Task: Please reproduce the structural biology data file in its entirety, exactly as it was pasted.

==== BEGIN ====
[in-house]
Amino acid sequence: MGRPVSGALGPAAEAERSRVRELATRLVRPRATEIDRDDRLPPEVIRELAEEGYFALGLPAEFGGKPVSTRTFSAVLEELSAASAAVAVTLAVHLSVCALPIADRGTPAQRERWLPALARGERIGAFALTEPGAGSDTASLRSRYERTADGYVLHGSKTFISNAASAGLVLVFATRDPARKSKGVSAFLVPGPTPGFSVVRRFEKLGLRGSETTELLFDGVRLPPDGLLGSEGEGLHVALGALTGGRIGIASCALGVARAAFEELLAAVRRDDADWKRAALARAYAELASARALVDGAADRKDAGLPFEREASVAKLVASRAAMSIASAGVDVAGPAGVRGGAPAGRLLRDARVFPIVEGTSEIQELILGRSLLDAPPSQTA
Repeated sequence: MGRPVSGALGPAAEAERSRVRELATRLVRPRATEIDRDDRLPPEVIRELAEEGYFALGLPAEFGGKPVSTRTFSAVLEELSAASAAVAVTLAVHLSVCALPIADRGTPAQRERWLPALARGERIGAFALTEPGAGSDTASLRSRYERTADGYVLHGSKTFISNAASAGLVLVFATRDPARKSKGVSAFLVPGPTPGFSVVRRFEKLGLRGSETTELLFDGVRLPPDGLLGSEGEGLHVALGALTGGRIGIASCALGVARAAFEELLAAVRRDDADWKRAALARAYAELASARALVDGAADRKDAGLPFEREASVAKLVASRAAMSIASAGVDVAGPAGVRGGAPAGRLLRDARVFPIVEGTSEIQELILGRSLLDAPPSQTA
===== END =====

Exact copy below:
[in-house]
Amino acid sequence: MGRPVSGALGPAAEAERSRVRELATRLVRPRATEIDRDDRLPPEVIRELAEEGYFALGLPAEFGGKPVSTRTFSAVLEELSAASAAVAVTLAVHLSVCALPIADRGTPAQRERWLPALARGERIGAFALTEPGAGSDTASLRSRYERTADGYVLHGSKTFISNAASAGLVLVFATRDPARKSKGVSAFLVPGPTPGFSVVRRFEKLGLRGSETTELLFDGVRLPPDGLLGSEGEGLHVALGALTGGRIGIASCALGVARAAFEELLAAVRRDDADWKRAALARAYAELASARALVDGAADRKDAGLPFEREASVAKLVASRAAMSIASAGVDVAGPAGVRGGAPAGRLLRDARVFPIVEGTSEIQELILGRSLLDAPPSQTA
Repeated sequence: MGRPVSGALGPAAEAERSRVRELATRLVRPRATEIDRDDRLPPEVIRELAEEGYFALGLPAEFGGKPVSTRTFSAVLEELSAASAAVAVTLAVHLSVCALPIADRGTPAQRERWLPALARGERIGAFALTEPGAGSDTASLRSRYERTADGYVLHGSKTFISNAASAGLVLVFATRDPARKSKGVSAFLVPGPTPGFSVVRRFEKLGLRGSETTELLFDGVRLPPDGLLGSEGEGLHVALGALTGGRIGIASCALGVARAAFEELLAAVRRDDADWKRAALARAYAELASARALVDGAADRKDAGLPFEREASVAKLVASRAAMSIASAGVDVAGPAGVRGGAPAGRLLRDARVFPIVEGTSEIQELILGRSLLDAPPSQTA